The Franco-Greek writer Vassilis Alexakis, Medici Prize in 1995, is dead
One of Vassilis Alexakis' last novels, “Ap. J.-C.”, was Grand Prix du roman de l'Académie française in 2007
His life represents a real bridge between two cultures and two languages, French and Greek. The Franco-Greek writer Vassilis Alexakis died Monday at the age of 77, announced “with pain” his editor Metaixmio. The circumstances of his death have not been specified. Greek media reported that it took place in Athens.
An "original humor"
“We will forever remember his original humor, generosity, and kindness, and will preserve as a precious legacy his brilliant literary work, which will remain timeless like his eternally young spirit,” said Metaixmio. According to Greek Culture Minister Lina Mendoni, literature "has lost a great creator, an independent, loved and special voice", and "a writer who has won the esteem of his colleagues and the love of readers in the two countries between which he shared his life, Greece, and France ”.
The most French of Greek writers - a formula that could be reversed as he was so imbued with these two countries, had the characteristic, rare among bilingual authors, of translating himself. Vassilis Alexakis had, among other things, been crowned with the Medici Prize in 1995 for The Mother Tongue.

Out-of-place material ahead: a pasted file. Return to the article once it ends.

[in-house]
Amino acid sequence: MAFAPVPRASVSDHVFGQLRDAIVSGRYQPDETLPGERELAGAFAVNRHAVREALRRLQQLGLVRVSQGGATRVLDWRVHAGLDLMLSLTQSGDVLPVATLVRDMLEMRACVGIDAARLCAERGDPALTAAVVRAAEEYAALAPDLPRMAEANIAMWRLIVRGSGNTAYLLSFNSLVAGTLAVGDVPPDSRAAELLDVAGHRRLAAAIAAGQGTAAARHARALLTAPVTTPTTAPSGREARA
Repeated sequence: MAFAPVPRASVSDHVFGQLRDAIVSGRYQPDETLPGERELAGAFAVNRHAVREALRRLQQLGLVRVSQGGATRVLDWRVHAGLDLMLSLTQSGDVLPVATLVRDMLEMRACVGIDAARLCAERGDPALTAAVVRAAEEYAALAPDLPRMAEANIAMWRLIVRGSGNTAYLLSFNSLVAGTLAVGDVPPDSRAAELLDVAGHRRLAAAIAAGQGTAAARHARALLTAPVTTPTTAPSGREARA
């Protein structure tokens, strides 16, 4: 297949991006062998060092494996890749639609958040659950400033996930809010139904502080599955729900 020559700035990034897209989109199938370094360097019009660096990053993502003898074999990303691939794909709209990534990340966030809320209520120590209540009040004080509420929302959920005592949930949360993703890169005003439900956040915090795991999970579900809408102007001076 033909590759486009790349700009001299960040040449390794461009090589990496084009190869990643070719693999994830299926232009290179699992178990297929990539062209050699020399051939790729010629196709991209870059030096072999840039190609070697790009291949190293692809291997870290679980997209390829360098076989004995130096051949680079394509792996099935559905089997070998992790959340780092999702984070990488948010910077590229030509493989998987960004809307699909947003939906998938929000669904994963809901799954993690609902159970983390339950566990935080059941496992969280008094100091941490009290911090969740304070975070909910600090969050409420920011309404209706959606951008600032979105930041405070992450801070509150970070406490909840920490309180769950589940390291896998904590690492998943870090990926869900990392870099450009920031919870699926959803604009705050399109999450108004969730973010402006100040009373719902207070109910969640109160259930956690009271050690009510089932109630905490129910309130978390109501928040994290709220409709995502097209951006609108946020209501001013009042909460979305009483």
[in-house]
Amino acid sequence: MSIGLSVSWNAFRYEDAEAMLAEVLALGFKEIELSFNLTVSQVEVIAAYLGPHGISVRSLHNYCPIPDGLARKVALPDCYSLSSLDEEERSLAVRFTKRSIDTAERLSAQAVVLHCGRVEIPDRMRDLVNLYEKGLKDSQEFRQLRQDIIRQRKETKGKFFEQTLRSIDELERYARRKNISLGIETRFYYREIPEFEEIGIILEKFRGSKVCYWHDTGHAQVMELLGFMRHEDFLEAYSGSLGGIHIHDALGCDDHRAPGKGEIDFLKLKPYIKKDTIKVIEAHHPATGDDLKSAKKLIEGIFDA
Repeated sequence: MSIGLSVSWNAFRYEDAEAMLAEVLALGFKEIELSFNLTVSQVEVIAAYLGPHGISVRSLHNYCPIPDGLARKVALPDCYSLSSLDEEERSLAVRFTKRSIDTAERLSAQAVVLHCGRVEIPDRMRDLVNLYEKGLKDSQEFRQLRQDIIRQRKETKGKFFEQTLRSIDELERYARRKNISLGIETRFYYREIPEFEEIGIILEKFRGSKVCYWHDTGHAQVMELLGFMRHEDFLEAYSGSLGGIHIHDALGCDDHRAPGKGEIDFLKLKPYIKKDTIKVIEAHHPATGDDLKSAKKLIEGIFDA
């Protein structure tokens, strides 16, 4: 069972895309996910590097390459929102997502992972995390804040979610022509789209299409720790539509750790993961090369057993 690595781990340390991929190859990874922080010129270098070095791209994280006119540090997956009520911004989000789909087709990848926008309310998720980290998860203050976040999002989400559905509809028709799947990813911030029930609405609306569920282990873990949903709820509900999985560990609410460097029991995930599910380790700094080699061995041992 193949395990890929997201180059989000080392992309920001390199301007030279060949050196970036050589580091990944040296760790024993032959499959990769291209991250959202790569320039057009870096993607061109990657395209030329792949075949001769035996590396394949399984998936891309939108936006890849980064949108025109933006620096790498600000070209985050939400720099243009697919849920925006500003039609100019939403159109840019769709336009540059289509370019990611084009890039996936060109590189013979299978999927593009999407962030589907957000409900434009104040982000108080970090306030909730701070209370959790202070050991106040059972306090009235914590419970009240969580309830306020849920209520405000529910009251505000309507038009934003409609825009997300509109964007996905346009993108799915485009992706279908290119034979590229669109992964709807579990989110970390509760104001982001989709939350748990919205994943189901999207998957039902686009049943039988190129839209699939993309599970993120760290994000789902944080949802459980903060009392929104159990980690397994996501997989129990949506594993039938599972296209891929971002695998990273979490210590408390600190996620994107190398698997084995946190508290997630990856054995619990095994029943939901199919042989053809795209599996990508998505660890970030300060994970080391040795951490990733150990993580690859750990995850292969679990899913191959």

The first novel in 1974
Born in Athens on December 25, 1943, he arrived in France at the age of 17 on a scholarship. After studying at ESJ Lille, Vassilis Alexakis had become a journalist at Le Monde, La Croix, and France Culture. He is the author of some twenty novels, the first of which, Le Sandwich, appeared in 1974, and one of the last, AD, was Grand Prix du roman de l' Académie française in 2007.
He was also a designer and filmmaker, director in Greece of comedies such as The Athenians, Grand Prix of the Chamrousse Comedy Film Festival in 1991. Finally, close to the left-wing Prime Minister Alexis Tsipras, he was symbolically on the list of the radical left coalition Syriza in European and municipal elections in the 2000s.